Tweetchat #mumbaiTo use Tweetchat, go to http://tweetchat.com and log into Twitter with your username and password (not stored by the Tweetchat server; simply used to authenticate your account with the Twitter API). The “room” name is the hashtag you’re following. You can also send someone a direct link by using a format like this: http://tweetchat.com/room/mumbai

UPDATE: The original version of this post incorrectly formatted the above link with a hashtag; it is not needed in the URL.

Brooks recently made some tweaks so that links now open in a new tab, and he fixed a bug that truncated messages that included an ampersand. I’m sure he would appreciate feedback when you try Tweetchat, so ping him on Twitter @BrooksBennett.

Those are my recent discoveries about Twitter. What new tips or tricks have you learned?

This post was written by:

Connie Reece - who has written 152 posts on Every Dot Connects.


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7 Comments For This Post

  1. leslie carothers Says:

    Dear Connie:

    Thank you so much for the explicit instructions about how to use both of these tools. This post will be incredibly helpful to me-you have no idea!

    This is what I love about Twitter-people so willingly sharing great information to make the world easier for other people to navigate.

    I will RT this out to my followers now!

    By the way, an app that I love for twitter is tr.im. Its easier, to me, than tinyurl or twitsnip. Not only is it super fast for url trimming, but it lets you see all kinds of stats on your posted snips, too. Check it out.

    Another one that probably everyone knows about is http://www.tweetstats.com. But, if you don’t, here is where you can find, easily, all YOUR twitter stats.

    Hope this helps someone else.

    Leslie

    Leslie — thanks for letting me know about tr.im — will definitely check that out. And thanks for taking time to comment here. I’m glad you found the information useful. — Connie

  2. stephanie mcauliffe Says:

    Thanks you very much for tis clear and useful information.

  3. Taylor Norrish Says:

    Great tip on using advanced search, distance, to get eye witness reports!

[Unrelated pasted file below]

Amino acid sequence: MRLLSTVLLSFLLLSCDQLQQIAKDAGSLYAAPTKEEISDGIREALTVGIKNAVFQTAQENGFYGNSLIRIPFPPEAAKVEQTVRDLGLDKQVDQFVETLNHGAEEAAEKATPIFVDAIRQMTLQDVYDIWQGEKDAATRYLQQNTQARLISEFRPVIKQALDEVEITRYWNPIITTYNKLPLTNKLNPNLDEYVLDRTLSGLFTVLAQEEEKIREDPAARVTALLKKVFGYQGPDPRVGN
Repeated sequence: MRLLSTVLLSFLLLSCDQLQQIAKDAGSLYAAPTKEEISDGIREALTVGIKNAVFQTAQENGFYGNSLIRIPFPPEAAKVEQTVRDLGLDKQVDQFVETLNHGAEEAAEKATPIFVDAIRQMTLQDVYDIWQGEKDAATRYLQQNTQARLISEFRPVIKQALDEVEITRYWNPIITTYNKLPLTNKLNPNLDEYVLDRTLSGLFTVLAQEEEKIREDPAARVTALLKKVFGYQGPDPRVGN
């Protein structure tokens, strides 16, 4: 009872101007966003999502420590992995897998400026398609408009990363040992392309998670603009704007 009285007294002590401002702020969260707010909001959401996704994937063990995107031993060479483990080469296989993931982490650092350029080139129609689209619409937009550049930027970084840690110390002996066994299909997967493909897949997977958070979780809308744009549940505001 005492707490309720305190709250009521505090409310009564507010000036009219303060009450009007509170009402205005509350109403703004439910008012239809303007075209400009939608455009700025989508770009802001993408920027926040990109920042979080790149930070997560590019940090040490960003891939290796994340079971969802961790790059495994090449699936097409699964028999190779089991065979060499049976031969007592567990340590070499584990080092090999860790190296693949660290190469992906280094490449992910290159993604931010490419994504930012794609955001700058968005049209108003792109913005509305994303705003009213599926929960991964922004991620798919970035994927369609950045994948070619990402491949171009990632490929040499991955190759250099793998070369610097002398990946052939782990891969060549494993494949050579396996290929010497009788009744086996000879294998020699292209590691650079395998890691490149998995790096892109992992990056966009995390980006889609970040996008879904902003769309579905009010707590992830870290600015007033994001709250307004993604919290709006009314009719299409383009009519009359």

With Twitter, I felt connected to the Mumbai experience.

    Perhaps it’s because Twitter gives you more control over information vs. traditional media. I was also able to find and follow the sources that were giving me the most meaningful information.

    Taylor — I agree about feeling more connected to what was happening in Mumbai because of Twitter. Part of it is the immediacy of Twitter. And without the filter of traditional media, you felt a greater empathy with the people experiencing the terror attacks. Impossible not to think, “Wow, this could be me or my family …” Thanks for taking time to comment. — Connie

  4. Katie Van Domelen Says:

    I think it’s incredible the way that Twitter has evolved to be such an all-encompassing communication tool. Thanks for the tips on how to filter that information into a manageable stream. Very timely and very useful!

  5. C.B. Whittemore Says:

    Connie, this is riveting. Thank you for sharing how to better use Twitter.

  6. Nan Varoga Says:

    Connie, thanks for mentioning that your brainstorm and Brooke’s followup took place as a result of meeting at the TPRA seminar. Our members benefitted enormously from hearing from the two of you and I am glad to learn you got something out of it as well.
    Nan

    Thanks so much, Nan. Obviously, Brooks benefited from the TPRA Boot Camp as well — he was certainly inspired by the lively discussion about Twitter that day! Every time I speak, I learn something from attendees, especially when dealing with the questions about how social media is or is not appropriate to a particular business situation. TPRA put on an excellent event. — Connie

  7. Beth Harte Says:

    Connie, this is a great synopsis of the situation as it occurred in your Twitterstream as well as showing us all how to make better use of the tools that are available. Thanks for sharing Tweetchat with us (and thanks to Brooks for making it!)